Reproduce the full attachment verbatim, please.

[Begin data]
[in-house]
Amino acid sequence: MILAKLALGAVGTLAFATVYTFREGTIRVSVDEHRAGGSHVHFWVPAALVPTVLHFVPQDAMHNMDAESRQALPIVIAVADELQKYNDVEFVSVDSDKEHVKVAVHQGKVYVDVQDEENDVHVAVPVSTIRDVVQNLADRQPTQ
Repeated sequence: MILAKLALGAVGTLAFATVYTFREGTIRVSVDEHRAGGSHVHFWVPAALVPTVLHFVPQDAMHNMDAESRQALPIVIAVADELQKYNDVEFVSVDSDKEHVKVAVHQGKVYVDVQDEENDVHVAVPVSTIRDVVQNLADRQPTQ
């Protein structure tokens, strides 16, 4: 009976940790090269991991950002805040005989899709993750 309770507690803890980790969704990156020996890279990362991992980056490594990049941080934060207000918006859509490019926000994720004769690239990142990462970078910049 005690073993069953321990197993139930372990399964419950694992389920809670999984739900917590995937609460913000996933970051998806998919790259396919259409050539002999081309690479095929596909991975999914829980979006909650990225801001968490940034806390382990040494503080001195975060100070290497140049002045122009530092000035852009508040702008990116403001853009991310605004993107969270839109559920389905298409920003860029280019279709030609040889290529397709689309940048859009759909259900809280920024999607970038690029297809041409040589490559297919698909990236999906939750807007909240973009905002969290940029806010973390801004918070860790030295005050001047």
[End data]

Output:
[in-house]
Amino acid sequence: MILAKLALGAVGTLAFATVYTFREGTIRVSVDEHRAGGSHVHFWVPAALVPTVLHFVPQDAMHNMDAESRQALPIVIAVADELQKYNDVEFVSVDSDKEHVKVAVHQGKVYVDVQDEENDVHVAVPVSTIRDVVQNLADRQPTQ
Repeated sequence: MILAKLALGAVGTLAFATVYTFREGTIRVSVDEHRAGGSHVHFWVPAALVPTVLHFVPQDAMHNMDAESRQALPIVIAVADELQKYNDVEFVSVDSDKEHVKVAVHQGKVYVDVQDEENDVHVAVPVSTIRDVVQNLADRQPTQ
């Protein structure tokens, strides 16, 4: 009976940790090269991991950002805040005989899709993750 309770507690803890980790969704990156020996890279990362991992980056490594990049941080934060207000918006859509490019926000994720004769690239990142990462970078910049 005690073993069953321990197993139930372990399964419950694992389920809670999984739900917590995937609460913000996933970051998806998919790259396919259409050539002999081309690479095929596909991975999914829980979006909650990225801001968490940034806390382990040494503080001195975060100070290497140049002045122009530092000035852009508040702008990116403001853009991310605004993107969270839109559920389905298409920003860029280019279709030609040889290529397709689309940048859009759909259900809280920024999607970038690029297809041409040589490559297919698909990236999906939750807007909240973009905002969290940029806010973390801004918070860790030295005050001047």